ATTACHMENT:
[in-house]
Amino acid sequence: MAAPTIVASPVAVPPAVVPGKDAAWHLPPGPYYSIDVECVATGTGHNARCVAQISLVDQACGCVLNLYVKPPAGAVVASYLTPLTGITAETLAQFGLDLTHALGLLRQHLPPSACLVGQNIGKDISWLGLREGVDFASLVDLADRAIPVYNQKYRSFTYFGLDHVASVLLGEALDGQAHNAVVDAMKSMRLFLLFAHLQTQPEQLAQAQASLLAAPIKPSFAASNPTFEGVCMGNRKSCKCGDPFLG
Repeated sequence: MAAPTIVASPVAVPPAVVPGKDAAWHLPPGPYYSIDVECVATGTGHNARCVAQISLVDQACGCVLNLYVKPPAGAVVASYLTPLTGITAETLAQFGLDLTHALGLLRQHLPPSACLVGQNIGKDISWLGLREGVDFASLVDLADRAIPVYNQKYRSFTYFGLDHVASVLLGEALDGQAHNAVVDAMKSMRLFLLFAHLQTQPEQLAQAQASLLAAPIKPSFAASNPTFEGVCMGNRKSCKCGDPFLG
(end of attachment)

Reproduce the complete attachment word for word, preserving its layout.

[in-house]
Amino acid sequence: MAAPTIVASPVAVPPAVVPGKDAAWHLPPGPYYSIDVECVATGTGHNARCVAQISLVDQACGCVLNLYVKPPAGAVVASYLTPLTGITAETLAQFGLDLTHALGLLRQHLPPSACLVGQNIGKDISWLGLREGVDFASLVDLADRAIPVYNQKYRSFTYFGLDHVASVLLGEALDGQAHNAVVDAMKSMRLFLLFAHLQTQPEQLAQAQASLLAAPIKPSFAASNPTFEGVCMGNRKSCKCGDPFLG
Repeated sequence: MAAPTIVASPVAVPPAVVPGKDAAWHLPPGPYYSIDVECVATGTGHNARCVAQISLVDQACGCVLNLYVKPPAGAVVASYLTPLTGITAETLAQFGLDLTHALGLLRQHLPPSACLVGQNIGKDISWLGLREGVDFASLVDLADRAIPVYNQKYRSFTYFGLDHVASVLLGEALDGQAHNAVVDAMKSMRLFLLFAHLQTQPEQLAQAQASLLAAPIKPSFAASNPTFEGVCMGNRKSCKCGDPFLG